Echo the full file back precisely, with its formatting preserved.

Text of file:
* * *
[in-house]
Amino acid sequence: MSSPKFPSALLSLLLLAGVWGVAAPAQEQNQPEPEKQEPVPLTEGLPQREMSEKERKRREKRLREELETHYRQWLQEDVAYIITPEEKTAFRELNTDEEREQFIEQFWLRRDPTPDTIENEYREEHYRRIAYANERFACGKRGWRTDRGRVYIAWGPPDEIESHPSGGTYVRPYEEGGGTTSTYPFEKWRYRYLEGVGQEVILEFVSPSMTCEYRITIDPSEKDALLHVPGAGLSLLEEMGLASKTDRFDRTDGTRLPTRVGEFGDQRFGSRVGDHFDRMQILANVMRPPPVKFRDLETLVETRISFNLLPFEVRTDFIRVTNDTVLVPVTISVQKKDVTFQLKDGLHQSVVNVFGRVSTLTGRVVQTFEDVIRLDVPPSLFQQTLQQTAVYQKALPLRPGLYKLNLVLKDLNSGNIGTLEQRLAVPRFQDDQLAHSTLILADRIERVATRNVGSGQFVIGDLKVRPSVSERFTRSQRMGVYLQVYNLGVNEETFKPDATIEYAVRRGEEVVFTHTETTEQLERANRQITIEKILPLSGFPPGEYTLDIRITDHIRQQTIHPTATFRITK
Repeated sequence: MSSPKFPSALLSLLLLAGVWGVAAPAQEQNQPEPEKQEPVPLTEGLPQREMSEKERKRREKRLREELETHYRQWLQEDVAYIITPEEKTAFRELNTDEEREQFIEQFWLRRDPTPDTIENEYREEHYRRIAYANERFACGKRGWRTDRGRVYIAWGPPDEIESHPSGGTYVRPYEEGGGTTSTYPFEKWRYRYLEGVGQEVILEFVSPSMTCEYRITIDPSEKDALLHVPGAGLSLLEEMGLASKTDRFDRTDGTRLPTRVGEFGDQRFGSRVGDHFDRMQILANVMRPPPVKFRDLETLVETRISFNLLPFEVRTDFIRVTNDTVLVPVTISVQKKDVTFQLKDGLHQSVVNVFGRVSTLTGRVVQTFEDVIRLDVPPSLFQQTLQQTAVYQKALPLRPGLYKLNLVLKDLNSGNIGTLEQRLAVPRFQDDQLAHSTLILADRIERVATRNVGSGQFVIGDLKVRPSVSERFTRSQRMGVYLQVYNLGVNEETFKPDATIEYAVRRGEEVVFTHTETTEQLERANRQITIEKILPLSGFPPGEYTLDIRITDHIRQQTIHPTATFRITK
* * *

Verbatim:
[in-house]
Amino acid sequence: MSSPKFPSALLSLLLLAGVWGVAAPAQEQNQPEPEKQEPVPLTEGLPQREMSEKERKRREKRLREELETHYRQWLQEDVAYIITPEEKTAFRELNTDEEREQFIEQFWLRRDPTPDTIENEYREEHYRRIAYANERFACGKRGWRTDRGRVYIAWGPPDEIESHPSGGTYVRPYEEGGGTTSTYPFEKWRYRYLEGVGQEVILEFVSPSMTCEYRITIDPSEKDALLHVPGAGLSLLEEMGLASKTDRFDRTDGTRLPTRVGEFGDQRFGSRVGDHFDRMQILANVMRPPPVKFRDLETLVETRISFNLLPFEVRTDFIRVTNDTVLVPVTISVQKKDVTFQLKDGLHQSVVNVFGRVSTLTGRVVQTFEDVIRLDVPPSLFQQTLQQTAVYQKALPLRPGLYKLNLVLKDLNSGNIGTLEQRLAVPRFQDDQLAHSTLILADRIERVATRNVGSGQFVIGDLKVRPSVSERFTRSQRMGVYLQVYNLGVNEETFKPDATIEYAVRRGEEVVFTHTETTEQLERANRQITIEKILPLSGFPPGEYTLDIRITDHIRQQTIHPTATFRITK
Repeated sequence: MSSPKFPSALLSLLLLAGVWGVAAPAQEQNQPEPEKQEPVPLTEGLPQREMSEKERKRREKRLREELETHYRQWLQEDVAYIITPEEKTAFRELNTDEEREQFIEQFWLRRDPTPDTIENEYREEHYRRIAYANERFACGKRGWRTDRGRVYIAWGPPDEIESHPSGGTYVRPYEEGGGTTSTYPFEKWRYRYLEGVGQEVILEFVSPSMTCEYRITIDPSEKDALLHVPGAGLSLLEEMGLASKTDRFDRTDGTRLPTRVGEFGDQRFGSRVGDHFDRMQILANVMRPPPVKFRDLETLVETRISFNLLPFEVRTDFIRVTNDTVLVPVTISVQKKDVTFQLKDGLHQSVVNVFGRVSTLTGRVVQTFEDVIRLDVPPSLFQQTLQQTAVYQKALPLRPGLYKLNLVLKDLNSGNIGTLEQRLAVPRFQDDQLAHSTLILADRIERVATRNVGSGQFVIGDLKVRPSVSERFTRSQRMGVYLQVYNLGVNEETFKPDATIEYAVRRGEEVVFTHTETTEQLERANRQITIEKILPLSGFPPGEYTLDIRITDHIRQQTIHPTATFRITK